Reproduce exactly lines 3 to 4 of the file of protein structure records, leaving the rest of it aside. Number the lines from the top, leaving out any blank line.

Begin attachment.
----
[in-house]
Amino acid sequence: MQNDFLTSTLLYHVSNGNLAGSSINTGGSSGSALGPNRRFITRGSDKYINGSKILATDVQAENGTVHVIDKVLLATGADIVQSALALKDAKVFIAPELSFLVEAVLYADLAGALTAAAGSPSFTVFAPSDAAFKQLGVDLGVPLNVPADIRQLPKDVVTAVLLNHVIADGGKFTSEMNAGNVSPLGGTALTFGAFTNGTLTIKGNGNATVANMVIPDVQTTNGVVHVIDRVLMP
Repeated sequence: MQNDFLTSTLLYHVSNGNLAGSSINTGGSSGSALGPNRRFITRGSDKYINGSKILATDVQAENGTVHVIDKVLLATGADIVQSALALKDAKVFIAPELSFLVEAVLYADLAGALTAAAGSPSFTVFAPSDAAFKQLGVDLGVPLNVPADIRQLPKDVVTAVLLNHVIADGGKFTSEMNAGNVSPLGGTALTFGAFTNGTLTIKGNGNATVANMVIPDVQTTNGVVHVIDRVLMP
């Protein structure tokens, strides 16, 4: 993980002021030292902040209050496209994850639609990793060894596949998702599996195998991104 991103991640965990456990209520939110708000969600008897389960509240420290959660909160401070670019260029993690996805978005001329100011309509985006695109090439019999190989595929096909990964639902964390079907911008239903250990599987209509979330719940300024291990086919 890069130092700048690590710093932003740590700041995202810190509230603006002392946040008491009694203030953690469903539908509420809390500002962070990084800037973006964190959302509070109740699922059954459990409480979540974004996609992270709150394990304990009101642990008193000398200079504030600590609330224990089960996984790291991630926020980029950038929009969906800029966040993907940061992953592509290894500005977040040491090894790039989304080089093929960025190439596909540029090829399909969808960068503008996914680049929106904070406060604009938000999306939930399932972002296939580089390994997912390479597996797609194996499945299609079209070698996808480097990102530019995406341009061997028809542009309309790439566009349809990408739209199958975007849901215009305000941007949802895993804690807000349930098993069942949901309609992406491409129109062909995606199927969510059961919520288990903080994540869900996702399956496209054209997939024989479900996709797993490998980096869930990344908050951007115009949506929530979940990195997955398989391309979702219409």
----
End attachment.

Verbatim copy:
Repeated sequence: MQNDFLTSTLLYHVSNGNLAGSSINTGGSSGSALGPNRRFITRGSDKYINGSKILATDVQAENGTVHVIDKVLLATGADIVQSALALKDAKVFIAPELSFLVEAVLYADLAGALTAAAGSPSFTVFAPSDAAFKQLGVDLGVPLNVPADIRQLPKDVVTAVLLNHVIADGGKFTSEMNAGNVSPLGGTALTFGAFTNGTLTIKGNGNATVANMVIPDVQTTNGVVHVIDRVLMP
């Protein structure tokens, strides 16, 4: 993980002021030292902040209050496209994850639609990793060894596949998702599996195998991104 991103991640965990456990209520939110708000969600008897389960509240420290959660909160401070670019260029993690996805978005001329100011309509985006695109090439019999190989595929096909990964639902964390079907911008239903250990599987209509979330719940300024291990086919 890069130092700048690590710093932003740590700041995202810190509230603006002392946040008491009694203030953690469903539908509420809390500002962070990084800037973006964190959302509070109740699922059954459990409480979540974004996609992270709150394990304990009101642990008193000398200079504030600590609330224990089960996984790291991630926020980029950038929009969906800029966040993907940061992953592509290894500005977040040491090894790039989304080089093929960025190439596909540029090829399909969808960068503008996914680049929106904070406060604009938000999306939930399932972002296939580089390994997912390479597996797609194996499945299609079209070698996808480097990102530019995406341009061997028809542009309309790439566009349809990408739209199958975007849901215009305000941007949802895993804690807000349930098993069942949901309609992406491409129109062909995606199927969510059961919520288990903080994540869900996702399956496209054209997939024989479900996709797993490998980096869930990344908050951007115009949506929530979940990195997955398989391309979702219409």